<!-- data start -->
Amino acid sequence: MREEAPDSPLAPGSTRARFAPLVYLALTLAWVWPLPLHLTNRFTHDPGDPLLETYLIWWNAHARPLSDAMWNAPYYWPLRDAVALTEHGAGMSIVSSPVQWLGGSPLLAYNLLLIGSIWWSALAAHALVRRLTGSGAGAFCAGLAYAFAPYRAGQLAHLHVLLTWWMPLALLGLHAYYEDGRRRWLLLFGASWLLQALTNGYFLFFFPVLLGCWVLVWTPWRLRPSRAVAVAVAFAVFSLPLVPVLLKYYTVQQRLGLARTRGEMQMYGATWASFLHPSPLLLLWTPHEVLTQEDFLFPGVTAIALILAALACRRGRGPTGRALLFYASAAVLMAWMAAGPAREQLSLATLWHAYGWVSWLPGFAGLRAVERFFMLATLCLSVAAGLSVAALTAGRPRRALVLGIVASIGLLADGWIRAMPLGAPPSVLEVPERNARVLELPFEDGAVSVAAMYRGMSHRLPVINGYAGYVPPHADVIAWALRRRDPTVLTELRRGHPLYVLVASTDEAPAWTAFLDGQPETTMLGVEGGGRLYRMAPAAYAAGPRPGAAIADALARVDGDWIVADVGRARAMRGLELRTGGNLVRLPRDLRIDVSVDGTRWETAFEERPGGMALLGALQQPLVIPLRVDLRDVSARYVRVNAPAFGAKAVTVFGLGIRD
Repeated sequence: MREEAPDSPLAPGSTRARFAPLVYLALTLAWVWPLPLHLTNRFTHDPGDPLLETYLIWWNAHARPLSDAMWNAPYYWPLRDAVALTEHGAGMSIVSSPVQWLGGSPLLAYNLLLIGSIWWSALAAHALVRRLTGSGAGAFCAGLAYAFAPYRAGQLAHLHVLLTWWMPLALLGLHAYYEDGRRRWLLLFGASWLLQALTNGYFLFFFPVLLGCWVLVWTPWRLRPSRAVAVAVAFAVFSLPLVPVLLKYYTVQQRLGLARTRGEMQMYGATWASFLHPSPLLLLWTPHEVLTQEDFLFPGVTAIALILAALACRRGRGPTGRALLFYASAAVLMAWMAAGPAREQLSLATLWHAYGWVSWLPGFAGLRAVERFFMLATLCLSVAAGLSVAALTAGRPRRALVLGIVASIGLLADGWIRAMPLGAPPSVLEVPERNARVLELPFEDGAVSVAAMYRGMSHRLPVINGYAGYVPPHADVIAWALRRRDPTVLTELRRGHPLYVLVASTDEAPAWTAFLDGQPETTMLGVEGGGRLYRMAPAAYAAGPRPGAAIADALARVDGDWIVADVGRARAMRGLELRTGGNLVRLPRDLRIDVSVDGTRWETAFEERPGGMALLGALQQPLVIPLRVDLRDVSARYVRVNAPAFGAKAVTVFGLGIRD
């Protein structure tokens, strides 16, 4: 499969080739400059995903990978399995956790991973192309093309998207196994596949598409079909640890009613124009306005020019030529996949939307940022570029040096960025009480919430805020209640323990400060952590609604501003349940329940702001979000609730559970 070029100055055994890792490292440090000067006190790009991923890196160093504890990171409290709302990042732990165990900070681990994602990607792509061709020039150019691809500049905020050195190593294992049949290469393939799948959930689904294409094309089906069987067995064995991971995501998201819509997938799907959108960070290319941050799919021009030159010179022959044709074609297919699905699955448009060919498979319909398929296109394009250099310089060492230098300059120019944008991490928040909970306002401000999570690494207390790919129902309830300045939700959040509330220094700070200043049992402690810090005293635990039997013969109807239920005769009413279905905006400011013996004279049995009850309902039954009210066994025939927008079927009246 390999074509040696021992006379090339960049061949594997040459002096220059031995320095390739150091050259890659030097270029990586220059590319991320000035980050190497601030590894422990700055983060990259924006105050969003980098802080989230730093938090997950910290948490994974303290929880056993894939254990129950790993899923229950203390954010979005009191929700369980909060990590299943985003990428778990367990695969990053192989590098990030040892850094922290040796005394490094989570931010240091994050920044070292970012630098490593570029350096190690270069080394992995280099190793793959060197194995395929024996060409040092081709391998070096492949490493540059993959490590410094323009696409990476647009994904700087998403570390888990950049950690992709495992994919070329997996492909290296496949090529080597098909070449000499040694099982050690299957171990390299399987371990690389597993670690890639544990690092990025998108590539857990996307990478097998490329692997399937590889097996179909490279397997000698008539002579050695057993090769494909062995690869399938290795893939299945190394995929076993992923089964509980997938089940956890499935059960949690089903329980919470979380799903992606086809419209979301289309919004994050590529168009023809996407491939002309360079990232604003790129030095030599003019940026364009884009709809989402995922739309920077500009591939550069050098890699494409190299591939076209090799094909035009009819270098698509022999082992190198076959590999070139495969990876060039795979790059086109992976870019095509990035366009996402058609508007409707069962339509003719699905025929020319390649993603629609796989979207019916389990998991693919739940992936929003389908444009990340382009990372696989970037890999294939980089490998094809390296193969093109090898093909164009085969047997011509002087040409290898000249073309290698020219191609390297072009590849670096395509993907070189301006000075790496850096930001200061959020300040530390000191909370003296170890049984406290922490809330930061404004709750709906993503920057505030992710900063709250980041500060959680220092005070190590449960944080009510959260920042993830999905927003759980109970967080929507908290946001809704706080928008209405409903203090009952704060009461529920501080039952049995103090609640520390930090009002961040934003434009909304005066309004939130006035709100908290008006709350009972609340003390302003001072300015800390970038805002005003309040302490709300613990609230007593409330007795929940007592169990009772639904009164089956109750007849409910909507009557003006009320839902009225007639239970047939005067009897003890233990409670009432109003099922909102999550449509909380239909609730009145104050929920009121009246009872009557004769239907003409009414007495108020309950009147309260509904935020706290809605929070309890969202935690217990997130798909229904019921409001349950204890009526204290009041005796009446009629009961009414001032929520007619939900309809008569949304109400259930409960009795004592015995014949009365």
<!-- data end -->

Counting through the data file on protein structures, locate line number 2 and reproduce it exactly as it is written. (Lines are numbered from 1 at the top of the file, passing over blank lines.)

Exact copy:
Repeated sequence: MREEAPDSPLAPGSTRARFAPLVYLALTLAWVWPLPLHLTNRFTHDPGDPLLETYLIWWNAHARPLSDAMWNAPYYWPLRDAVALTEHGAGMSIVSSPVQWLGGSPLLAYNLLLIGSIWWSALAAHALVRRLTGSGAGAFCAGLAYAFAPYRAGQLAHLHVLLTWWMPLALLGLHAYYEDGRRRWLLLFGASWLLQALTNGYFLFFFPVLLGCWVLVWTPWRLRPSRAVAVAVAFAVFSLPLVPVLLKYYTVQQRLGLARTRGEMQMYGATWASFLHPSPLLLLWTPHEVLTQEDFLFPGVTAIALILAALACRRGRGPTGRALLFYASAAVLMAWMAAGPAREQLSLATLWHAYGWVSWLPGFAGLRAVERFFMLATLCLSVAAGLSVAALTAGRPRRALVLGIVASIGLLADGWIRAMPLGAPPSVLEVPERNARVLELPFEDGAVSVAAMYRGMSHRLPVINGYAGYVPPHADVIAWALRRRDPTVLTELRRGHPLYVLVASTDEAPAWTAFLDGQPETTMLGVEGGGRLYRMAPAAYAAGPRPGAAIADALARVDGDWIVADVGRARAMRGLELRTGGNLVRLPRDLRIDVSVDGTRWETAFEERPGGMALLGALQQPLVIPLRVDLRDVSARYVRVNAPAFGAKAVTVFGLGIRD